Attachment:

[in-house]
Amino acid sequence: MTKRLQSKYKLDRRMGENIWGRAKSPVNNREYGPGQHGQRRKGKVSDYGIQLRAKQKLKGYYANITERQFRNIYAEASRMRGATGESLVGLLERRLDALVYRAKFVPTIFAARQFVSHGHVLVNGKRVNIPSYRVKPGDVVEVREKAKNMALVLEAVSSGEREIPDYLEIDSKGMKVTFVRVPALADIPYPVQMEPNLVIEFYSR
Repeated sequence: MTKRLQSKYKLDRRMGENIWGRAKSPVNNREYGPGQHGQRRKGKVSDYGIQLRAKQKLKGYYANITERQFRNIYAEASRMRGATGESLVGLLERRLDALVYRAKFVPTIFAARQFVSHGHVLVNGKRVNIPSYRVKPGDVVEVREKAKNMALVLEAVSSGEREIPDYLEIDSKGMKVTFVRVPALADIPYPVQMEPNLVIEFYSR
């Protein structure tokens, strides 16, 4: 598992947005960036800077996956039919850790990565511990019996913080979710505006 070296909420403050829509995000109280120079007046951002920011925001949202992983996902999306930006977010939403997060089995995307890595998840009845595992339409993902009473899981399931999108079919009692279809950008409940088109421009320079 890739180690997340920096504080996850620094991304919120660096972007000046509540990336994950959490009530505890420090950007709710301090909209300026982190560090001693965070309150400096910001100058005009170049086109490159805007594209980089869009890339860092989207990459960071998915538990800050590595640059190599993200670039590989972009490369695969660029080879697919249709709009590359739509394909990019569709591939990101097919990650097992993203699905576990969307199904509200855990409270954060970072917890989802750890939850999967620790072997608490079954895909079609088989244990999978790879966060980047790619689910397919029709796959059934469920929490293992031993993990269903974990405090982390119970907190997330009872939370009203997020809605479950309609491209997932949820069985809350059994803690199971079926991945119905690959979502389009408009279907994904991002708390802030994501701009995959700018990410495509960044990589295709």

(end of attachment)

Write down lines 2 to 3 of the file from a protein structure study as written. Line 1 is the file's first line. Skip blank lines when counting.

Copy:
Amino acid sequence: MTKRLQSKYKLDRRMGENIWGRAKSPVNNREYGPGQHGQRRKGKVSDYGIQLRAKQKLKGYYANITERQFRNIYAEASRMRGATGESLVGLLERRLDALVYRAKFVPTIFAARQFVSHGHVLVNGKRVNIPSYRVKPGDVVEVREKAKNMALVLEAVSSGEREIPDYLEIDSKGMKVTFVRVPALADIPYPVQMEPNLVIEFYSR
Repeated sequence: MTKRLQSKYKLDRRMGENIWGRAKSPVNNREYGPGQHGQRRKGKVSDYGIQLRAKQKLKGYYANITERQFRNIYAEASRMRGATGESLVGLLERRLDALVYRAKFVPTIFAARQFVSHGHVLVNGKRVNIPSYRVKPGDVVEVREKAKNMALVLEAVSSGEREIPDYLEIDSKGMKVTFVRVPALADIPYPVQMEPNLVIEFYSR